A borrower defense to repayment is yet another example of an accessible program, even though it’s a little different from the rest. With this program, if you need a break for whatever reason—even if you don’t fit the criteria of the other programs mentioned above—they will allow you to build up a case as to why! You can even take it to the federal government, which has stated, “A borrower may be eligible for forgiveness to attend a school if the school misled them or engaged in other misconduct in violation of certain laws.” So if the school you are attending didn’t give you what they said they would, or tried to scam you in any way, you have the opportunity to make a case given the problems that occurred. In other words, borrower defense simply means that you went to a school in good faith, and it went completely downhill from there. It is a completely valid loan forgiveness program!

To continue with our deep dive into the countless programs out there…a false certification discharge exists as well. Over the last ten years, the federal government has made trade schools a part of the student loan process. Trade schools basically went up overnight, and hundreds of them were offering IT. The bigger ones have distilled out, which shrunk the market to an extent…but in the beginning, everybody wanted to be a trade school because it was free! All you had to do was provide the class, and then the students would pay for it. This created a situation where the students were always on the hook, and it was free money for anyone who wanted to offer some type of education.

the only way to become f*able is to work on that borrower profile and your borrower behaviors. How you treat your student loans is going to project good or bad messages to your current and future lenders and I want them to be awesome… Share on X

And if there was something amiss with that particular school—but not the deliverables of the school—that would circle back to being borrower defense. In rare cases, they can be discharged due to bankruptcy. Most of the time, part of the reason why they don’t allow you to put a student loan in a bankruptcy is that, since you’re going to be a tax-paying participant in the economy, they can withhold any of your tax returns that would normally go to you and pay it towards your student loan instead. They don’t let you discharge in the bankruptcy, but after you’ve submitted your taxes, they will in fact collect from the returns.

If you owe a student loan that happens to be in arrears, they will capture that. To my knowledge, there is a section on the 1040 long-form stating that you can pay your student loan with your tax return by checking a box. This is just an additional aspect that you can add on to make it part of your overall financial plan for taking your tax returns. Even if you are over 24 months in payments and can’t refinance…you can still use your tax return as a contribution to the retirement of that student loan debt! And lastly, there is an unpaid refund discharge. With this program, I’m going to read to you directly from the Federal Student Aid website: “If you withdrew from school and the school didn’t make the required return of loan funds to the loan servicer, you might be eligible for a discharge of your federal student loans.” They are basically telling you that if you left school and it was prorated, that school would have to give the money back to the feds. If they fail to do so, it would be on them—not you! This serves as one of the ways in which you can review your status and check to see if a forgiveness program applies to that.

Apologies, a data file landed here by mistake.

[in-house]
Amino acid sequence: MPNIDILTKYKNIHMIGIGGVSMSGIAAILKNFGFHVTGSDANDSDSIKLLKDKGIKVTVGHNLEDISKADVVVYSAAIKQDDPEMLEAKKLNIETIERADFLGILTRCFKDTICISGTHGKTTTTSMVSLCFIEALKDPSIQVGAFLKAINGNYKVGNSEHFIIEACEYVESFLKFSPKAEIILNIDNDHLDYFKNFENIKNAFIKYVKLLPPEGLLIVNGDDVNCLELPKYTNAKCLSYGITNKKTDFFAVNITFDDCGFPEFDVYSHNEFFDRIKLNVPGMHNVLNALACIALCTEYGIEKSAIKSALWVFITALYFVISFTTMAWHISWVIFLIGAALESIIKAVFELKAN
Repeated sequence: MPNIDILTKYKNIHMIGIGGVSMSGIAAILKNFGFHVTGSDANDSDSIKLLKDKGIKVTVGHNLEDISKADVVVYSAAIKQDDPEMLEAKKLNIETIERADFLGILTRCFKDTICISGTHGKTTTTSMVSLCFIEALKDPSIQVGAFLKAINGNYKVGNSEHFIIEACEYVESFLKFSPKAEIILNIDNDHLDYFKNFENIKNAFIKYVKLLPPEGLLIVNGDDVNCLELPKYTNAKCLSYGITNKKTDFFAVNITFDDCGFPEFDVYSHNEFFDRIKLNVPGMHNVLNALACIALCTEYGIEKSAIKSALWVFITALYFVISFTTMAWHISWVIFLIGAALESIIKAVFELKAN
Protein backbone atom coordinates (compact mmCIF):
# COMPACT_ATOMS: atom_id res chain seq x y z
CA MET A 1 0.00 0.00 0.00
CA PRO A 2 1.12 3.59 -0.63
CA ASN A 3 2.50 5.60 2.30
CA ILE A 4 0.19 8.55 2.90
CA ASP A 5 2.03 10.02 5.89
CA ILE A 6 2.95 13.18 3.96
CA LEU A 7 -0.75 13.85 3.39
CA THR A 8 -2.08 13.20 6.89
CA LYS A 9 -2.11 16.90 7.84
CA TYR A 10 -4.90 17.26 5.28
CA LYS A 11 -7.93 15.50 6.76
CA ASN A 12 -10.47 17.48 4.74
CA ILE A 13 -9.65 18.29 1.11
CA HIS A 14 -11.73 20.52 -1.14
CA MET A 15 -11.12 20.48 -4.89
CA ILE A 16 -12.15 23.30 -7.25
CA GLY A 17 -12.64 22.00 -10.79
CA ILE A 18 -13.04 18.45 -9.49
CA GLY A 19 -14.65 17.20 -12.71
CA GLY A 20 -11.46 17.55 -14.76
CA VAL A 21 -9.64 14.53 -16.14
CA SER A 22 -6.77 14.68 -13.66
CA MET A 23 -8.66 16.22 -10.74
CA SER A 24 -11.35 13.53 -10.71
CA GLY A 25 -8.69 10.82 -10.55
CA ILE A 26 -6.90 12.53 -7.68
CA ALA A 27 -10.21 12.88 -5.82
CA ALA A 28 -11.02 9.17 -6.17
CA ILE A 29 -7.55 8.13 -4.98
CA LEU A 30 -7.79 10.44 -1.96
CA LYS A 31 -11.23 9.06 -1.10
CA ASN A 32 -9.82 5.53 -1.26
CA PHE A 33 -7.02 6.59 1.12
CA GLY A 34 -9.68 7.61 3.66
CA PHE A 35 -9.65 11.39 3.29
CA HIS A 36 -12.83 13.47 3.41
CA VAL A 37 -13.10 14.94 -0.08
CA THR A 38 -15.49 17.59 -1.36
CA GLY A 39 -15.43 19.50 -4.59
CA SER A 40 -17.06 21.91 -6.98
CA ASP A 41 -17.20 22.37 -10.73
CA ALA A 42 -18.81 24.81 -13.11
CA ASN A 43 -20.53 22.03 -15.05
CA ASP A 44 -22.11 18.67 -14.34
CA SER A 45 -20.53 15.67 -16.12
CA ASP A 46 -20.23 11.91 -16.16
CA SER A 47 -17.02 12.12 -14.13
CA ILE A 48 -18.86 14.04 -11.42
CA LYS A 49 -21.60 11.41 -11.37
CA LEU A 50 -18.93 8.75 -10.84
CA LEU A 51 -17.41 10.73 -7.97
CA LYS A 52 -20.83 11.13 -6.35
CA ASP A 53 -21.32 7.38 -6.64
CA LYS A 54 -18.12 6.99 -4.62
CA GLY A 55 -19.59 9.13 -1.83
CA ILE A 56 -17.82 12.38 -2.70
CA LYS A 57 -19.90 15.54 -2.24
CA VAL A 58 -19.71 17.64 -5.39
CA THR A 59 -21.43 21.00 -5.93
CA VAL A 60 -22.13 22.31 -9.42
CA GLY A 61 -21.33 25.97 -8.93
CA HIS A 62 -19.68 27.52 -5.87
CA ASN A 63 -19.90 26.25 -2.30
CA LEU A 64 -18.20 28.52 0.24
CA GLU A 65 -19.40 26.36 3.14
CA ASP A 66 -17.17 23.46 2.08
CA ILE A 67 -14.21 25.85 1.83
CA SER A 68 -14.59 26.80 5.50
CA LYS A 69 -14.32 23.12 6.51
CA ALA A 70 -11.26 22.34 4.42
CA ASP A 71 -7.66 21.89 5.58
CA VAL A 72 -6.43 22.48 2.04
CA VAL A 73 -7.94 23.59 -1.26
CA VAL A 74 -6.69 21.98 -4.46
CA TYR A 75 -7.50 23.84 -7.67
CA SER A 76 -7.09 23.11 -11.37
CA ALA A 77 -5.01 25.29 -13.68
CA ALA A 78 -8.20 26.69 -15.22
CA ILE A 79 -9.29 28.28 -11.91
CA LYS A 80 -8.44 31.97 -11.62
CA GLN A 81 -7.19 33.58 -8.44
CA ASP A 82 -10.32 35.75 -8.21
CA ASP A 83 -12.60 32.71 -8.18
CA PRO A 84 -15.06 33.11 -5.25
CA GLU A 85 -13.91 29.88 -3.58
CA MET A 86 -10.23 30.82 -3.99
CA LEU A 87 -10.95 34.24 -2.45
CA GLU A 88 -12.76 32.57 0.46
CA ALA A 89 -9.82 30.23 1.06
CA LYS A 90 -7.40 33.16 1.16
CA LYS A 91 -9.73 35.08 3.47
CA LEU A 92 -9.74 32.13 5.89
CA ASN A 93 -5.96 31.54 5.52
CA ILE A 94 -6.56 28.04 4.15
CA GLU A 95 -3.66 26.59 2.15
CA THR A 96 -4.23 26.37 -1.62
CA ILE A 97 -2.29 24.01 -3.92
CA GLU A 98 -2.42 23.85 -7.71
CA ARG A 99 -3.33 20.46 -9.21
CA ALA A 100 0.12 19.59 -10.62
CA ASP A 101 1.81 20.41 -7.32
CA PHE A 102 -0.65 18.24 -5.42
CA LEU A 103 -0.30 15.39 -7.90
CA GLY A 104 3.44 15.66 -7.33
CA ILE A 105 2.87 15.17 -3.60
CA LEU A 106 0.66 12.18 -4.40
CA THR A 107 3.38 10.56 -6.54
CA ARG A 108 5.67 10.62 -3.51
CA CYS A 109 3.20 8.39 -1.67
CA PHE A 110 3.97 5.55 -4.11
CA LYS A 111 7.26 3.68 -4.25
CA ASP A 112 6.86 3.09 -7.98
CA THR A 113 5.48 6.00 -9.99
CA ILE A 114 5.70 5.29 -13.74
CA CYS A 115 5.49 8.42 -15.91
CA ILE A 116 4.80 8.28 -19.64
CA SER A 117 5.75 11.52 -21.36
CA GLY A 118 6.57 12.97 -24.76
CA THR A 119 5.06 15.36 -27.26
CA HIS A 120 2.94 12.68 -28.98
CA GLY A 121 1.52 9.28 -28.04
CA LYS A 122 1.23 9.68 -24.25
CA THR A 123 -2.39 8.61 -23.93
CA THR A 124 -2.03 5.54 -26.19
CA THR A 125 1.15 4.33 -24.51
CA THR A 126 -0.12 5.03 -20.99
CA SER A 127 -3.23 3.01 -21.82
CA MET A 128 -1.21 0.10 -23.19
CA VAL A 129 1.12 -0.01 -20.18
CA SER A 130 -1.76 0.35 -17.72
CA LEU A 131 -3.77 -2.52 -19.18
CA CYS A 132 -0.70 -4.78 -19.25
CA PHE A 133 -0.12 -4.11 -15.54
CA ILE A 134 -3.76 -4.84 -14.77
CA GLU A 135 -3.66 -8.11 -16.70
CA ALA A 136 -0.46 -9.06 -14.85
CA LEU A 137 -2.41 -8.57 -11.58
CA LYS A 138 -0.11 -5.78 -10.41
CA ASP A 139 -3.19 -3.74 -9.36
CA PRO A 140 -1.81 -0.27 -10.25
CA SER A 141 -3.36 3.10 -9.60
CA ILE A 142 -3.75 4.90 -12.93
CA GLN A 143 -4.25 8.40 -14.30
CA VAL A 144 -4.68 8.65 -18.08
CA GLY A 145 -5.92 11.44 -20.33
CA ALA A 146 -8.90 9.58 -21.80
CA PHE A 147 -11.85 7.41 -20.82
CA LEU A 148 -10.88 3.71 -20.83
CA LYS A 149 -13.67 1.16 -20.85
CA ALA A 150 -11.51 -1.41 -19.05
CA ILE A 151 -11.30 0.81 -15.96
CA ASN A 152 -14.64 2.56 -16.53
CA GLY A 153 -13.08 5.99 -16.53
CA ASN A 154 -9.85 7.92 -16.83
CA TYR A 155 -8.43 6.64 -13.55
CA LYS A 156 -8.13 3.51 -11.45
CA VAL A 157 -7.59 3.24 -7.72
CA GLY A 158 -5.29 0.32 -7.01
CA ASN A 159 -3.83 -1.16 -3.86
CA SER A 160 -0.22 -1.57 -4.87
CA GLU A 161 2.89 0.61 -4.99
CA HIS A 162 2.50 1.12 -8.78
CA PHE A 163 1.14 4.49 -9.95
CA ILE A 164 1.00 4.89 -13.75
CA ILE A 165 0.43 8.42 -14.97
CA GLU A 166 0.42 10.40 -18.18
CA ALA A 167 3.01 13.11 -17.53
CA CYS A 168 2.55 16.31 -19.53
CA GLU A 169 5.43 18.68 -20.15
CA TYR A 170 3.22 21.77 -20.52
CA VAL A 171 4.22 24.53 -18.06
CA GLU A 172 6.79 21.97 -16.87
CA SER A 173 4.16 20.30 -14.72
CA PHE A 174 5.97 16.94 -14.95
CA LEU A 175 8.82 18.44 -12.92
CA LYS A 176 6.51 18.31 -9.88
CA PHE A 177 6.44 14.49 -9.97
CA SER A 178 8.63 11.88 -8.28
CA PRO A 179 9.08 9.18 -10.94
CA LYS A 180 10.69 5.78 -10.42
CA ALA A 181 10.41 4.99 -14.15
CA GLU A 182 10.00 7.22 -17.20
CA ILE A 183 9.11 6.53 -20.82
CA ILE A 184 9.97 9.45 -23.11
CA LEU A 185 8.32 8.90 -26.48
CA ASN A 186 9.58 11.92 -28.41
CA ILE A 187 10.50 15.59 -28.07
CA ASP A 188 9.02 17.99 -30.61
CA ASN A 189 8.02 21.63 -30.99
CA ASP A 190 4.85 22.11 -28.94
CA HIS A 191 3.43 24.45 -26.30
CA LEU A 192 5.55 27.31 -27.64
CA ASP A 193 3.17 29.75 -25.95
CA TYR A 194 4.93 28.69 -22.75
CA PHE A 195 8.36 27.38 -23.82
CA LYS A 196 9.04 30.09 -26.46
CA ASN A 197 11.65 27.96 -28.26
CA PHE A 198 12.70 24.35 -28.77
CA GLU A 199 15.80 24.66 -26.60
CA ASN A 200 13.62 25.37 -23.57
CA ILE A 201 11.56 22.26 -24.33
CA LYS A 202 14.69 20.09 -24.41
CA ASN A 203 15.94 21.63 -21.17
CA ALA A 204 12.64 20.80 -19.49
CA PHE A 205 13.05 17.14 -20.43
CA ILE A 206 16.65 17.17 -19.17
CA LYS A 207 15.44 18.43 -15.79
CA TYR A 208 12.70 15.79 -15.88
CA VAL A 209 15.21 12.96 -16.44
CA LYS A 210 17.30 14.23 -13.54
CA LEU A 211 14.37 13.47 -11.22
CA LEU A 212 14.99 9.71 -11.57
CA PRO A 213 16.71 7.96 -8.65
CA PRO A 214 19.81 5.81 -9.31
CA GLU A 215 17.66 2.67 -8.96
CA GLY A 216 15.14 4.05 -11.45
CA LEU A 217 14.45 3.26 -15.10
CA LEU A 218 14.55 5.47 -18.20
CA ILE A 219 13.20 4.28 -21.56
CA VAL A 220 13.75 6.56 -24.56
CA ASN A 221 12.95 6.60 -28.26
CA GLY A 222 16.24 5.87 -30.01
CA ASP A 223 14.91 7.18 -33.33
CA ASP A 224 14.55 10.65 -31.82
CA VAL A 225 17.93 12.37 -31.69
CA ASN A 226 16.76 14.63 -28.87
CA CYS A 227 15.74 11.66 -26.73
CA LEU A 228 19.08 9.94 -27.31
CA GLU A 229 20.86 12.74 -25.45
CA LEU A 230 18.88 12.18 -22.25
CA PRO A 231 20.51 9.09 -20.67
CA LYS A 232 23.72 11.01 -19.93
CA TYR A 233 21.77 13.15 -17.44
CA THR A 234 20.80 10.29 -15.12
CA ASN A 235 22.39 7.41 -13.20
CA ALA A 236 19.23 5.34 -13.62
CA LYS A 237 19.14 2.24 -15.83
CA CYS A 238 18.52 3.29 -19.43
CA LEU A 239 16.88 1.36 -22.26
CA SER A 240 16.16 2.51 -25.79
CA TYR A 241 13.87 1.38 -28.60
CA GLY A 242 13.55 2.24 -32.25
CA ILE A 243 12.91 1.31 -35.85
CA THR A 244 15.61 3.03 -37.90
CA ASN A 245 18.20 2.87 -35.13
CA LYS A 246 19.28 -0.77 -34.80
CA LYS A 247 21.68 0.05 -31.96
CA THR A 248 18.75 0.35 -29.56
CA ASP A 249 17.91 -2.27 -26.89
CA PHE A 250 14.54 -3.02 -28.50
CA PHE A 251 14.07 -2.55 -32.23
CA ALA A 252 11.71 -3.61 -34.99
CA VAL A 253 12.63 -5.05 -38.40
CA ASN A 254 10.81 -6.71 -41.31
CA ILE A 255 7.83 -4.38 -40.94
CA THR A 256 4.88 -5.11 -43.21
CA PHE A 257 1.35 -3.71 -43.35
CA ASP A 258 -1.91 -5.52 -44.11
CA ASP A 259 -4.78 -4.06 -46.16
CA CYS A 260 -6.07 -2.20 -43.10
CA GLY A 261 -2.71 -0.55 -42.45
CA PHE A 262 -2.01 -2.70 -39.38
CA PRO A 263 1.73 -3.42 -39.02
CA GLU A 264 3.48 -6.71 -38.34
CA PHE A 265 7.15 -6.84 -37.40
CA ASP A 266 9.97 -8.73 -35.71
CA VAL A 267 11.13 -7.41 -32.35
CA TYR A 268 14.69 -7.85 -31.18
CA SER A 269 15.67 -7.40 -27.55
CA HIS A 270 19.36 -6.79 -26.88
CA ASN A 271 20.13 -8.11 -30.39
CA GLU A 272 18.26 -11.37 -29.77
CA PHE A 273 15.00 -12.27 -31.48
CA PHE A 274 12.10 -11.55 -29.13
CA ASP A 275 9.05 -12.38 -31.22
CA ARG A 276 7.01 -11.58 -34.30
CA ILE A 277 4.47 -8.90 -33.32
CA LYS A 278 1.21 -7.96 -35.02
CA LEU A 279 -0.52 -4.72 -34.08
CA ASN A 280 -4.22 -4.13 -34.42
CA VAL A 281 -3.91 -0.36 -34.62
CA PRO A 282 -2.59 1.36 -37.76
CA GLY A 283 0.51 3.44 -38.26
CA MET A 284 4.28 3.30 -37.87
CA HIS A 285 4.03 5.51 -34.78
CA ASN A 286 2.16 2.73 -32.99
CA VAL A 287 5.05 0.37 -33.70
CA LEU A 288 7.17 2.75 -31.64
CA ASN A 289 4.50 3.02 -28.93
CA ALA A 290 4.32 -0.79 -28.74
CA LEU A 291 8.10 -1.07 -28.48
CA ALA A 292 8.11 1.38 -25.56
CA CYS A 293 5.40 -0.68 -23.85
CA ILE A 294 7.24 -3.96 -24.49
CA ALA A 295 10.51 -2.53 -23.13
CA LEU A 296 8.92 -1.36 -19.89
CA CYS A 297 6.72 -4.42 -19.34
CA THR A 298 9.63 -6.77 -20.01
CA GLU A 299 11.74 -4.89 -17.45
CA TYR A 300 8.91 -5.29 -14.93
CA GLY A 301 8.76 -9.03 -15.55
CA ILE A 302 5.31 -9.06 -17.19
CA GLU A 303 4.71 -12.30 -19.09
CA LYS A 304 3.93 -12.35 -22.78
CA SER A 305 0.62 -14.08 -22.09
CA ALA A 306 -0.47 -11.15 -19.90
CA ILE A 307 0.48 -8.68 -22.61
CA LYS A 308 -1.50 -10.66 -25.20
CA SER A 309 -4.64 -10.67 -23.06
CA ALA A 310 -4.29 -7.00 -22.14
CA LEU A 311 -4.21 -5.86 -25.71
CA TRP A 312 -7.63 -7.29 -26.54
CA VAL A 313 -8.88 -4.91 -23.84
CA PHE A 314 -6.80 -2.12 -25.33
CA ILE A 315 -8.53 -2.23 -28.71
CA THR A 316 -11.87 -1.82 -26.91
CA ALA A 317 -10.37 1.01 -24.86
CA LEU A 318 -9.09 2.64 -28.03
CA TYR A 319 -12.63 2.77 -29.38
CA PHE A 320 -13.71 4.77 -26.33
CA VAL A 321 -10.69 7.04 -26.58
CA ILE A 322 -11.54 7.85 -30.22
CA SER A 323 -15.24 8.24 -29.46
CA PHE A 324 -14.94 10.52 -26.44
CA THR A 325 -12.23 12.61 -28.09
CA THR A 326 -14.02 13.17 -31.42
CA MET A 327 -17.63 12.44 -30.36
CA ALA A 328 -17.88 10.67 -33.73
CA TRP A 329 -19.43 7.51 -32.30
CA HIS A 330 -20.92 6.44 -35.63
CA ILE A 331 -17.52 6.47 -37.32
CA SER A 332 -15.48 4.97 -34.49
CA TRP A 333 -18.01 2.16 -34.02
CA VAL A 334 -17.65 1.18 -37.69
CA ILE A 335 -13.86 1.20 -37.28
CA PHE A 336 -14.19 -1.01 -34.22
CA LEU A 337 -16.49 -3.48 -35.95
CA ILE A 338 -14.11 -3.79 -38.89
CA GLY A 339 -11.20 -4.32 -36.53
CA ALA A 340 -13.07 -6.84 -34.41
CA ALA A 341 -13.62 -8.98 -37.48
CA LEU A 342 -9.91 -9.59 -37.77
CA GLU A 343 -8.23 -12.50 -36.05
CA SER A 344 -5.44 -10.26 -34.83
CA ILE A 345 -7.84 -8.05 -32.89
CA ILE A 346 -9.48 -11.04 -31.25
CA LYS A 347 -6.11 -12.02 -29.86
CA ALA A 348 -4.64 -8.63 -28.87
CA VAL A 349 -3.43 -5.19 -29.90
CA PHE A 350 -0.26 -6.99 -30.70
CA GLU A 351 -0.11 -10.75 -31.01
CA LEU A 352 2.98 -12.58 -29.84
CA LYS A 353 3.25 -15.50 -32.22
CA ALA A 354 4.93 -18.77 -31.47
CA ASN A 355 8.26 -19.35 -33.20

AYF 106 | Student Loan Landmines

Student Loan Landmines: The best way to protect your financial reputation and pay down your student debt is to set up an automatic draft so you don’t miss a payment.


Before we wrap up, I would just like to inform you all that I am always in the process of building this content. The main place to go for help ( will never change! Nonetheless, try to check back every month or so, since that powerful checklist will most likely be fleshed out even more! In the world of fundability™…new, crucial information is always being introduced. So please set a reminder to come back and we will send you the most updated copy! Even if it is only a couple pages longer than before, I’m always committed to teaching you guys about the latest-and-greatest insider information. With crazy things like Covid, the federal government is altering the way they handle student loans, along with the moratoriums and deferments that are put on it. But we are always going to try our best to stay one step ahead in this funding game! If you have any questions…please go to our Get Fundable Facebook page and simply chime in! My team and I monitor that page every single day, so we are always here to help. It has been an amazing experience covering the in’s and out’s of student loans and how to protect yourself from the countless landmines that are associated with them. Remember…the only way to become fundable is to work on your borrower profile and various borrower behaviors. More specifically, how you treat your student loans is going to project an either good or bad impression onto your current or future lenders. Which is the reason why I am always here to help…because I want those impressions to be awesome!